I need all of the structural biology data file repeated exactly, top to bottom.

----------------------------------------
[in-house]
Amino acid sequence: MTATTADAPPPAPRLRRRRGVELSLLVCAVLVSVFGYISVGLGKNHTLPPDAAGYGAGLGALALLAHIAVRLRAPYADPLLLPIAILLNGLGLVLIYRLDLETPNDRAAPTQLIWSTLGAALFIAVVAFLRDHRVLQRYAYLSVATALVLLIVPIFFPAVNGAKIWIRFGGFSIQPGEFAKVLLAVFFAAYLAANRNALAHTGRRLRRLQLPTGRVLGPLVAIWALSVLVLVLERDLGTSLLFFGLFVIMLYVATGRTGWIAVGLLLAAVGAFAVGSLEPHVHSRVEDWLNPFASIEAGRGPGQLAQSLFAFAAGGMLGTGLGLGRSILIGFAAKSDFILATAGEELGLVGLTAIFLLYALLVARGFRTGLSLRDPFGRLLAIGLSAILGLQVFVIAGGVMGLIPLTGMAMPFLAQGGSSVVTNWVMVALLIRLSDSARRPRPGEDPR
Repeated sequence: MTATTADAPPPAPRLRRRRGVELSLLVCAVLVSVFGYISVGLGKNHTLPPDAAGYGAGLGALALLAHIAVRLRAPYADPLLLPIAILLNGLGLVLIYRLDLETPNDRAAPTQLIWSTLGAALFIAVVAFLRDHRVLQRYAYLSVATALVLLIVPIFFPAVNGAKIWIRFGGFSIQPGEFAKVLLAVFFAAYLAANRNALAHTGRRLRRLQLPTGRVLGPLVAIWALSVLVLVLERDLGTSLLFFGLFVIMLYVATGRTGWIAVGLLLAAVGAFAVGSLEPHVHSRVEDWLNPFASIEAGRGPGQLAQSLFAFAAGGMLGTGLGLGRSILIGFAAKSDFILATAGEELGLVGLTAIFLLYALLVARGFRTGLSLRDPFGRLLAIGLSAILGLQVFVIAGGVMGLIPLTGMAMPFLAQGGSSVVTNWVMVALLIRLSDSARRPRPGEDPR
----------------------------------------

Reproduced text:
[in-house]
Amino acid sequence: MTATTADAPPPAPRLRRRRGVELSLLVCAVLVSVFGYISVGLGKNHTLPPDAAGYGAGLGALALLAHIAVRLRAPYADPLLLPIAILLNGLGLVLIYRLDLETPNDRAAPTQLIWSTLGAALFIAVVAFLRDHRVLQRYAYLSVATALVLLIVPIFFPAVNGAKIWIRFGGFSIQPGEFAKVLLAVFFAAYLAANRNALAHTGRRLRRLQLPTGRVLGPLVAIWALSVLVLVLERDLGTSLLFFGLFVIMLYVATGRTGWIAVGLLLAAVGAFAVGSLEPHVHSRVEDWLNPFASIEAGRGPGQLAQSLFAFAAGGMLGTGLGLGRSILIGFAAKSDFILATAGEELGLVGLTAIFLLYALLVARGFRTGLSLRDPFGRLLAIGLSAILGLQVFVIAGGVMGLIPLTGMAMPFLAQGGSSVVTNWVMVALLIRLSDSARRPRPGEDPR
Repeated sequence: MTATTADAPPPAPRLRRRRGVELSLLVCAVLVSVFGYISVGLGKNHTLPPDAAGYGAGLGALALLAHIAVRLRAPYADPLLLPIAILLNGLGLVLIYRLDLETPNDRAAPTQLIWSTLGAALFIAVVAFLRDHRVLQRYAYLSVATALVLLIVPIFFPAVNGAKIWIRFGGFSIQPGEFAKVLLAVFFAAYLAANRNALAHTGRRLRRLQLPTGRVLGPLVAIWALSVLVLVLERDLGTSLLFFGLFVIMLYVATGRTGWIAVGLLLAAVGAFAVGSLEPHVHSRVEDWLNPFASIEAGRGPGQLAQSLFAFAAGGMLGTGLGLGRSILIGFAAKSDFILATAGEELGLVGLTAIFLLYALLVARGFRTGLSLRDPFGRLLAIGLSAILGLQVFVIAGGVMGLIPLTGMAMPFLAQGGSSVVTNWVMVALLIRLSDSARRPRPGEDPR